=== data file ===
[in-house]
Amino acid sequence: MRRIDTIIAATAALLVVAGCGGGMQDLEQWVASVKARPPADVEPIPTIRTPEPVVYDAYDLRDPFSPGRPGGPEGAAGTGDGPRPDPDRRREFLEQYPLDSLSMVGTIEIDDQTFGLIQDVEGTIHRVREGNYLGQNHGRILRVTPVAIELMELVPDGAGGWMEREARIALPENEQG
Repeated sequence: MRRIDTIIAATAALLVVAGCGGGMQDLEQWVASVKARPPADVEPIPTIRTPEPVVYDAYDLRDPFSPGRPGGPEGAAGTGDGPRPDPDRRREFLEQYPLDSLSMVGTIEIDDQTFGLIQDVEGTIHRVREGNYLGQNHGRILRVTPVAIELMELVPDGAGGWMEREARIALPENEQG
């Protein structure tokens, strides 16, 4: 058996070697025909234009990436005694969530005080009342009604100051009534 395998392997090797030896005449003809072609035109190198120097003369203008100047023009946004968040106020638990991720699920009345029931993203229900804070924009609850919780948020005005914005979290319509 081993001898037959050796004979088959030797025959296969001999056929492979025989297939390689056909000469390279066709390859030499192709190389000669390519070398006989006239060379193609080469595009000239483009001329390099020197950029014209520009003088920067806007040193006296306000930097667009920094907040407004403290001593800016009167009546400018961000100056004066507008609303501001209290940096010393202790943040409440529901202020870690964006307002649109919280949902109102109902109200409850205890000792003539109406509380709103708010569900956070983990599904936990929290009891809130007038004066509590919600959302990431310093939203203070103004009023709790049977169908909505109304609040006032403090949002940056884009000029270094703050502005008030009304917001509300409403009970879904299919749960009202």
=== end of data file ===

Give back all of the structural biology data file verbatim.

[in-house]
Amino acid sequence: MRRIDTIIAATAALLVVAGCGGGMQDLEQWVASVKARPPADVEPIPTIRTPEPVVYDAYDLRDPFSPGRPGGPEGAAGTGDGPRPDPDRRREFLEQYPLDSLSMVGTIEIDDQTFGLIQDVEGTIHRVREGNYLGQNHGRILRVTPVAIELMELVPDGAGGWMEREARIALPENEQG
Repeated sequence: MRRIDTIIAATAALLVVAGCGGGMQDLEQWVASVKARPPADVEPIPTIRTPEPVVYDAYDLRDPFSPGRPGGPEGAAGTGDGPRPDPDRRREFLEQYPLDSLSMVGTIEIDDQTFGLIQDVEGTIHRVREGNYLGQNHGRILRVTPVAIELMELVPDGAGGWMEREARIALPENEQG
């Protein structure tokens, strides 16, 4: 058996070697025909234009990436005694969530005080009342009604100051009534 395998392997090797030896005449003809072609035109190198120097003369203008100047023009946004968040106020638990991720699920009345029931993203229900804070924009609850919780948020005005914005979290319509 081993001898037959050796004979088959030797025959296969001999056929492979025989297939390689056909000469390279066709390859030499192709190389000669390519070398006989006239060379193609080469595009000239483009001329390099020197950029014209520009003088920067806007040193006296306000930097667009920094907040407004403290001593800016009167009546400018961000100056004066507008609303501001209290940096010393202790943040409440529901202020870690964006307002649109919280949902109102109902109200409850205890000792003539109406509380709103708010569900956070983990599904936990929290009891809130007038004066509590919600959302990431310093939203203070103004009023709790049977169908909505109304609040006032403090949002940056884009000029270094703050502005008030009304917001509300409403009970879904299919749960009202």